PRINT May 1998


Lou Reed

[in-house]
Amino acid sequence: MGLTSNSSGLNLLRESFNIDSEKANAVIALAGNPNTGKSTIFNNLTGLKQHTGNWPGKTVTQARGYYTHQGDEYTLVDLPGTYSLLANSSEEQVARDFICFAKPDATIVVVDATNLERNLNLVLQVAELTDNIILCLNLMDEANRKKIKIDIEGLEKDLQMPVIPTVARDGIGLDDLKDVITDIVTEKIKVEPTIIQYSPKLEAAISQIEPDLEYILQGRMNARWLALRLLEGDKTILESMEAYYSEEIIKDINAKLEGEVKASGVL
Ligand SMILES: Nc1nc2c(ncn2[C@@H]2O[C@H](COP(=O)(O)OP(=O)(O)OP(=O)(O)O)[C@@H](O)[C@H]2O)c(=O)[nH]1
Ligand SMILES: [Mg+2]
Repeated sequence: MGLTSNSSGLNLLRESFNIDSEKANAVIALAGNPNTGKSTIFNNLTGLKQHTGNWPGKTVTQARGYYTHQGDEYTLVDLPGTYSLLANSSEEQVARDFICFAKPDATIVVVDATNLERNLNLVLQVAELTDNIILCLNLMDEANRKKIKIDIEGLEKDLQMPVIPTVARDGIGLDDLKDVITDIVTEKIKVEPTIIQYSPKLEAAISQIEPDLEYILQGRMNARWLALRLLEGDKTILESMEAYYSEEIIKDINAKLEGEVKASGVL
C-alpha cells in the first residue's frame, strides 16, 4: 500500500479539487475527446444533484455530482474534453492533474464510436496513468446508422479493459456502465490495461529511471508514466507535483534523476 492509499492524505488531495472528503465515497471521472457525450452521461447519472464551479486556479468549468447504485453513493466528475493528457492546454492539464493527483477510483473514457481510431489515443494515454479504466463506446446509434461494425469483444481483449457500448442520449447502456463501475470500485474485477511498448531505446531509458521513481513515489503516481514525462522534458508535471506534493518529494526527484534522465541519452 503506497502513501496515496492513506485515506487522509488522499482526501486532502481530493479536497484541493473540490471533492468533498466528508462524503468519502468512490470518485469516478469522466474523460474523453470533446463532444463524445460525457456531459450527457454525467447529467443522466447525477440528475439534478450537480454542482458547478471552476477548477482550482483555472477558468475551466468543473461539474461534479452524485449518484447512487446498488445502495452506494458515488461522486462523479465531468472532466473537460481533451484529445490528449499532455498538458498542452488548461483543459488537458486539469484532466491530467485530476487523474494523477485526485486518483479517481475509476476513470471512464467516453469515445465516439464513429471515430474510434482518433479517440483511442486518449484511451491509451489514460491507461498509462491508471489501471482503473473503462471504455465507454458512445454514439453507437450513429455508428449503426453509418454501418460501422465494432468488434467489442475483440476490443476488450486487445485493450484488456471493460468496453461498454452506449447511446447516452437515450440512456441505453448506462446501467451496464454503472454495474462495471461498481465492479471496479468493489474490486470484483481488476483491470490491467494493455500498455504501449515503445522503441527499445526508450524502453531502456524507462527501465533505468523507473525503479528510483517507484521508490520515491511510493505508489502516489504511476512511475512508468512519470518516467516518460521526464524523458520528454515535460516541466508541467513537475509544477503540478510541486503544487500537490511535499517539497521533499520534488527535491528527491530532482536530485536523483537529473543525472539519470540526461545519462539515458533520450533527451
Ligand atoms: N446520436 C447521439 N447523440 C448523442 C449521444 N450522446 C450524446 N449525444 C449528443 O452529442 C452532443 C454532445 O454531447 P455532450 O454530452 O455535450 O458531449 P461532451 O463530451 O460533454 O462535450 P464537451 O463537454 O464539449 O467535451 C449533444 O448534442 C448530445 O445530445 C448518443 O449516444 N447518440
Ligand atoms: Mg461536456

WISELY, LOU REED: ROCK AND ROLL HEART, a documentary airing on PBS, turns the spotlight away from Reed’s influence (“hegemony” might not be too hyperbolic) on rock ‘n’ roll after punk. Instead, director Timothy Greenfield-Sanders, better known for his photo portraits of art-world luminaries, troops out some oddball testimonials (Sonic Youth, sure, but Suzanne Vega? Who “wanted to be Lou Reed”?) and says “ecce homo.” But what a man: Reed is the hardest-core New Yorker in the rock pantheon, and New Yorkers make good copy. “As soon as we crossed the Hudson,” Reed relates of a 1968 trip to San Francisco, “it was very bad.” He fell in with the art crowd at the Factory in 1965, when the Velvet Underground began appearing in Andy Warhol’s Exploding Plastic Inevitable. (Not much of an art world in your real rock ‘n’ roll towns, your Memphis, your Seattle.) There Reed met other misfits: Holly Woodlawn, Joe Dallesandro. In the film’s sweetest moment, Holly and Joe, now middle-aged and Jerseyish, mumble along to “Walk on the Wild Side,” exulting in their fifteen minutes (“Little Joe never once gave it away/ Everbody had to pay and pay”). “I’d hear [that song] in restaurants, in bus stations,” comments David Byrne. “And I’d wonder, Do any of these people have any idea what’s being talked about?” If Reed's career-long relish of decadence smacks of the suburban kid mythologizing the big city, he is unfailingly true to the pain and cruelty of that milieu. Rock and Roll Heart treads lightly over Reed’s slide into bombast, but to be fair, writing opera with Robert Wilson is a lot cooler than what some of his peers have managed. And God bless him, he still has that hair like your brother-in-law from the Island.